Abstract: There is something distinctly ritualistic about the Preamble in international human rights instruments: in its repetitiveness both within and across legal instruments; in its logical ordering of the universe, connecting what has gone before (‘whereas’: human nature, crisis, recognition) with what must follow (‘therefore’: the law, this law); in its very style and representation. This suggests that the Preamble is more than a literally useful passage at the start of the text for lawyers to get to the law, but also something like a rite of passage, a performative calling-forth of ‘what goes before’ so that universal human rights might follow. This paper examines what such a reading of the Preamble in international human rights law as a ritual might reveal about universal human rights, and what it might reveal about the ‘problem’ of human rights ritual/ism.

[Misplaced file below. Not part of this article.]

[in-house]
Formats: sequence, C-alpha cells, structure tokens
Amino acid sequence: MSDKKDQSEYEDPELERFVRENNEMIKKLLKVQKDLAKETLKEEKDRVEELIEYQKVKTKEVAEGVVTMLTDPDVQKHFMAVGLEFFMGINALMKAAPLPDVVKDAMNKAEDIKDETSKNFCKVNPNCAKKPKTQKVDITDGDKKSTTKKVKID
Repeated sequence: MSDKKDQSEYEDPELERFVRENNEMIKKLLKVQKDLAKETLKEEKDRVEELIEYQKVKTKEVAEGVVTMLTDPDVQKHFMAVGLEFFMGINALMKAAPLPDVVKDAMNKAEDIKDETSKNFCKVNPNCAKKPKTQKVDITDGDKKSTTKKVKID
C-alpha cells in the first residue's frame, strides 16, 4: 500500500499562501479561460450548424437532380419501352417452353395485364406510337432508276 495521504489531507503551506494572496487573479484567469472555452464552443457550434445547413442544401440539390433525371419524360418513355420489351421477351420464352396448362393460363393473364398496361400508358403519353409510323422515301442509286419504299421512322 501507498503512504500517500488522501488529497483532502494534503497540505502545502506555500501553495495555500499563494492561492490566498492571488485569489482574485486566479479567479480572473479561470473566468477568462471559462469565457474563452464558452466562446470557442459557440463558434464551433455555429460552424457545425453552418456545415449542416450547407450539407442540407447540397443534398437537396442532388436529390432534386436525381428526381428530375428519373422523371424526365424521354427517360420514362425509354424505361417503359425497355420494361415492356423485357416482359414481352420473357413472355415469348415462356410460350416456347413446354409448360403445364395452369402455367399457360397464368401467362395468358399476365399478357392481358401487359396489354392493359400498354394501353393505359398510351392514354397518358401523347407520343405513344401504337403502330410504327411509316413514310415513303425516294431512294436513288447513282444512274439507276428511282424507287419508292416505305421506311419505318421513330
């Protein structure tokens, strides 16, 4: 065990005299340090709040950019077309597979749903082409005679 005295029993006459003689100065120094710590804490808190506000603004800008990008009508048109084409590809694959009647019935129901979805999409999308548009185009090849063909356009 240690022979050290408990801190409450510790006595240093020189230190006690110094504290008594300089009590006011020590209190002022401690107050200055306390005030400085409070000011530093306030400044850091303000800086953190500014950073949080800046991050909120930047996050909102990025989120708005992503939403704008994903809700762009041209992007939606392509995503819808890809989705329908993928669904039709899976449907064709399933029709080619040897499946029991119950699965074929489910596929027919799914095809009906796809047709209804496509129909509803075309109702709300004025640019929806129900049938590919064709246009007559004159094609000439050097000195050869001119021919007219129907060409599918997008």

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Our new issue features a conversation between Jasbir K. Puar and Oishik Sircar, available open-access on the Humanity journal website. The issue also includes essays on the politics humanitarian architecture and the Parisian “Yellow Bubble,” family planning projects in postcolonial Morocco, how Amnesty International's formative years shaped professional human rights activism, and the linguistic and affective labor of field interpreters for UN missions. It contains review essays on theories of political violence and on global histories of slavery and indentured labor.View entire issue >
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